Book Review: Killer Instinct

Killer Instinct
By: S.E. Green
Published by: Simon Pulse
Release date: May 6, 2014
Genre: YA thriller
272 pages
Source: ARC kindly provided by publisher

There is something absolutely compelling about this book that kept me reading until I had finished every page. I read it entirely in a day, and it held my interest without a problem. I think this is a strong statement about the author’s skill at writing suspense. Perhaps my disappointment with the conclusion is partially because, after having several hours reading the book, I felt that I deserved an amazing reveal. Instead, I got gore without a real resolution of the main character’s central question.

First, I don’t consider this book YA, even though the main character is a teen and it’s being marketed that way. This book won’t appeal to teens; this dark, lonely journey is adult content. It’s pitched as a book where a girl goes on a journey of self-discovery, yet the reader isn’t allowed to develop sympathy for the main character until far too late. I think teen readers will be disappointed that the book isn’t what they thought it would be, and won’t read far enough to see how the main character changes, so they will miss the point.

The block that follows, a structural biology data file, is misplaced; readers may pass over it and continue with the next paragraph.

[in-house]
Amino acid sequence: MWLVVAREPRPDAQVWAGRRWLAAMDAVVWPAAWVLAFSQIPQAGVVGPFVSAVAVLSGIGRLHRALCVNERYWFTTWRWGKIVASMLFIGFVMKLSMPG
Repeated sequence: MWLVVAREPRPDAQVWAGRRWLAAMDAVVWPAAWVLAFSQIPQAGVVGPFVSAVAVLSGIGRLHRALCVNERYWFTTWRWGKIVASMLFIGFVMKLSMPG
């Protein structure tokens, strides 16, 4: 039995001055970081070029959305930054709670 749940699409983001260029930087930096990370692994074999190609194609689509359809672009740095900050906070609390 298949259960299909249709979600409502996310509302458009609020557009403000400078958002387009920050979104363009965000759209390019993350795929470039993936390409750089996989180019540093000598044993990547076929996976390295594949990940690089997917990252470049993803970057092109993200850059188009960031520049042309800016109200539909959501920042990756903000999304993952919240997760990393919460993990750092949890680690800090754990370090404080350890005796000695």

One of my main complaints about the book is that the plot is all over the place because the author goes to great lengths to throw the reader off the trail with plot twists, yet doesn’t resolve many of the loose ends. There was so much emphasis on the element of suspense that the plot structure withered. There were extraneous characters, relationships, and whole scenes that would have been best cut from the final draft, but seem to have been left simply to amp up the suspense.

The only characters in this book that the reader is allowed to emotionally connect to are a little boy who is a very minor character and a dog named Corn Chip. Otherwise, everyone in the book is kind of a jerk. The main character does merit sympathy, but the reader doesn’t discover that until a point in the book past where I predict many will stop reading. I wonder if this would work better if told in a different voice. Having a character disconnected from emotions as well as other people telling the story is a bold choice- one that, in my opinion, doesn’t pay off.


“A zippy, gripping psychological drama.” ~Kirkus Reviews

She’s not evil, but she has certain... urges.

Lane is a typical teenager. Loving family. Good grades. Afterschool job at the local animal hospital. Martial arts enthusiast. But her secret obsession is studying serial killers. She understands them, knows what makes them tick.


Because she might be one herself.

Lane channels her dark impulses by hunting criminals—delivering justice when the law fails. The vigilantism stops shy of murder. But with each visceral rush the line of self-control blurs.
And then a young preschool teacher goes missing. Only to return... in parts.
When Lane excitedly gets involved in the hunt for “the Decapitator,” the vicious serial murderer that has come to her hometown, she gets dangerously caught up in a web of lies about her birth dad and her own dark past. And once the Decapitator contacts Lane directly, Lane knows she is no longer invisible or safe. Now she needs to use her unique talents to find the true killer’s identity before she—or someone she loves—becomes the next victim...